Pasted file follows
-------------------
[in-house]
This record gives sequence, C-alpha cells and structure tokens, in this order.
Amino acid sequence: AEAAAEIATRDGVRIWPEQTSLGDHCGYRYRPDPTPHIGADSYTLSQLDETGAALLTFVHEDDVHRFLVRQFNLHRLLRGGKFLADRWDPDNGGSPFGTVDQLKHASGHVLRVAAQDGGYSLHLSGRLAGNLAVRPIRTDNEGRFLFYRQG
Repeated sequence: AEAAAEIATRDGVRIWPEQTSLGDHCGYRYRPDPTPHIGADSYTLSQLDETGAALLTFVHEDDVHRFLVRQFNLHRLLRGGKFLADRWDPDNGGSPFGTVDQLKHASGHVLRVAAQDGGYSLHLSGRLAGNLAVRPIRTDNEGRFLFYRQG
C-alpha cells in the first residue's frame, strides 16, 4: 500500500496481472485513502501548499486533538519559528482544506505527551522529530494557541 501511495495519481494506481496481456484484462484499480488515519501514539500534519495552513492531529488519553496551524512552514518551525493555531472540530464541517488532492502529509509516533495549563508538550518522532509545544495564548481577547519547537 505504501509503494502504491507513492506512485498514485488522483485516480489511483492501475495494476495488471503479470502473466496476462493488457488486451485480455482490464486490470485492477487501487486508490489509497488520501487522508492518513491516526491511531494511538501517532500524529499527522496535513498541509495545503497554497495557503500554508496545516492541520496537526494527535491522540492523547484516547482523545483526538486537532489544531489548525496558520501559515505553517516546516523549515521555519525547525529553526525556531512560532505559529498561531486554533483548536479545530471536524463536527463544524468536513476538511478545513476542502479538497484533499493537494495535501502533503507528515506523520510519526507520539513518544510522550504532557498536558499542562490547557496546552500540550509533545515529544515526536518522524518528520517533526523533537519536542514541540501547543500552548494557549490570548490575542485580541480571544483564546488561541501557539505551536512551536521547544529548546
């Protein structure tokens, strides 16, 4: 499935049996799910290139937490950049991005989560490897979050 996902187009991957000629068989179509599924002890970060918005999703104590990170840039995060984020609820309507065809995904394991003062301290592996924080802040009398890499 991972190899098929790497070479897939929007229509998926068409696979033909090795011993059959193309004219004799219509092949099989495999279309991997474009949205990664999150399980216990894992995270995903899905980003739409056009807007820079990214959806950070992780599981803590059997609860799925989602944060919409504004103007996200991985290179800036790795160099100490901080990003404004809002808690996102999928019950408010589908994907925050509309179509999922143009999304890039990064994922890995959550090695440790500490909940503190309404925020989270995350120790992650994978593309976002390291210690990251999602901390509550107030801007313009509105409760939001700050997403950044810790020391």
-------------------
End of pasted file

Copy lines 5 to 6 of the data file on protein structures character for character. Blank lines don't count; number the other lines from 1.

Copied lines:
C-alpha cells in the first residue's frame, strides 16, 4: 500500500496481472485513502501548499486533538519559528482544506505527551522529530494557541 501511495495519481494506481496481456484484462484499480488515519501514539500534519495552513492531529488519553496551524512552514518551525493555531472540530464541517488532492502529509509516533495549563508538550518522532509545544495564548481577547519547537 505504501509503494502504491507513492506512485498514485488522483485516480489511483492501475495494476495488471503479470502473466496476462493488457488486451485480455482490464486490470485492477487501487486508490489509497488520501487522508492518513491516526491511531494511538501517532500524529499527522496535513498541509495545503497554497495557503500554508496545516492541520496537526494527535491522540492523547484516547482523545483526538486537532489544531489548525496558520501559515505553517516546516523549515521555519525547525529553526525556531512560532505559529498561531486554533483548536479545530471536524463536527463544524468536513476538511478545513476542502479538497484533499493537494495535501502533503507528515506523520510519526507520539513518544510522550504532557498536558499542562490547557496546552500540550509533545515529544515526536518522524518528520517533526523533537519536542514541540501547543500552548494557549490570548490575542485580541480571544483564546488561541501557539505551536512551536521547544529548546
């Protein structure tokens, strides 16, 4: 499935049996799910290139937490950049991005989560490897979050 996902187009991957000629068989179509599924002890970060918005999703104590990170840039995060984020609820309507065809995904394991003062301290592996924080802040009398890499 991972190899098929790497070479897939929007229509998926068409696979033909090795011993059959193309004219004799219509092949099989495999279309991997474009949205990664999150399980216990894992995270995903899905980003739409056009807007820079990214959806950070992780599981803590059997609860799925989602944060919409504004103007996200991985290179800036790795160099100490901080990003404004809002808690996102999928019950408010589908994907925050509309179509999922143009999304890039990064994922890995959550090695440790500490909940503190309404925020989270995350120790992650994978593309976002390291210690990251999602901390509550107030801007313009509105409760939001700050997403950044810790020391």